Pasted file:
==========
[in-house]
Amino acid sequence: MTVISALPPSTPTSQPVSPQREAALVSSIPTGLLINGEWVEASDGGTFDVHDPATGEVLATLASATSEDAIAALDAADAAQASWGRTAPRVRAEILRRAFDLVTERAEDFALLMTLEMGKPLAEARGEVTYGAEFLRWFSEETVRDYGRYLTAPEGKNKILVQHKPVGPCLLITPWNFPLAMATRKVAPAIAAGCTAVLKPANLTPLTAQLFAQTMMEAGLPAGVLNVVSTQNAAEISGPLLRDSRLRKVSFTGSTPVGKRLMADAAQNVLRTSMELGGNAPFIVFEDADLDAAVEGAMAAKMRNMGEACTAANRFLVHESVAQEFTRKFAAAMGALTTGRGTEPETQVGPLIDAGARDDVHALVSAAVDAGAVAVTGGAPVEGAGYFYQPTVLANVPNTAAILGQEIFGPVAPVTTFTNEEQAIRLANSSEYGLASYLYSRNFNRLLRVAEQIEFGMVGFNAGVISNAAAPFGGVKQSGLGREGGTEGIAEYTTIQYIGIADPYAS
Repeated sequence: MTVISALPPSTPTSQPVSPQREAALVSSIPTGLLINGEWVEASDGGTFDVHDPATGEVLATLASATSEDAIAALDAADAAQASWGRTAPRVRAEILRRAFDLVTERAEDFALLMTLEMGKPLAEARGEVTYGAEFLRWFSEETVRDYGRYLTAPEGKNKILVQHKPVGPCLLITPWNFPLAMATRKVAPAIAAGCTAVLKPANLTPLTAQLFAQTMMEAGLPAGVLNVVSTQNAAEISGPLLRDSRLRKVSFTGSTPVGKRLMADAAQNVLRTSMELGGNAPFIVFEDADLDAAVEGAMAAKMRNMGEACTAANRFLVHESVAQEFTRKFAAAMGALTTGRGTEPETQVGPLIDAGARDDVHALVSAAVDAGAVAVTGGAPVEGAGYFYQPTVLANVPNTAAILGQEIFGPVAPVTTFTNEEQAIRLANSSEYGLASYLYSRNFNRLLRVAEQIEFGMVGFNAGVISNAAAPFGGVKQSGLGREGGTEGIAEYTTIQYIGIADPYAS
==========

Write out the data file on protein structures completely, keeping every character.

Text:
[in-house]
Amino acid sequence: MTVISALPPSTPTSQPVSPQREAALVSSIPTGLLINGEWVEASDGGTFDVHDPATGEVLATLASATSEDAIAALDAADAAQASWGRTAPRVRAEILRRAFDLVTERAEDFALLMTLEMGKPLAEARGEVTYGAEFLRWFSEETVRDYGRYLTAPEGKNKILVQHKPVGPCLLITPWNFPLAMATRKVAPAIAAGCTAVLKPANLTPLTAQLFAQTMMEAGLPAGVLNVVSTQNAAEISGPLLRDSRLRKVSFTGSTPVGKRLMADAAQNVLRTSMELGGNAPFIVFEDADLDAAVEGAMAAKMRNMGEACTAANRFLVHESVAQEFTRKFAAAMGALTTGRGTEPETQVGPLIDAGARDDVHALVSAAVDAGAVAVTGGAPVEGAGYFYQPTVLANVPNTAAILGQEIFGPVAPVTTFTNEEQAIRLANSSEYGLASYLYSRNFNRLLRVAEQIEFGMVGFNAGVISNAAAPFGGVKQSGLGREGGTEGIAEYTTIQYIGIADPYAS
Repeated sequence: MTVISALPPSTPTSQPVSPQREAALVSSIPTGLLINGEWVEASDGGTFDVHDPATGEVLATLASATSEDAIAALDAADAAQASWGRTAPRVRAEILRRAFDLVTERAEDFALLMTLEMGKPLAEARGEVTYGAEFLRWFSEETVRDYGRYLTAPEGKNKILVQHKPVGPCLLITPWNFPLAMATRKVAPAIAAGCTAVLKPANLTPLTAQLFAQTMMEAGLPAGVLNVVSTQNAAEISGPLLRDSRLRKVSFTGSTPVGKRLMADAAQNVLRTSMELGGNAPFIVFEDADLDAAVEGAMAAKMRNMGEACTAANRFLVHESVAQEFTRKFAAAMGALTTGRGTEPETQVGPLIDAGARDDVHALVSAAVDAGAVAVTGGAPVEGAGYFYQPTVLANVPNTAAILGQEIFGPVAPVTTFTNEEQAIRLANSSEYGLASYLYSRNFNRLLRVAEQIEFGMVGFNAGVISNAAAPFGGVKQSGLGREGGTEGIAEYTTIQYIGIADPYAS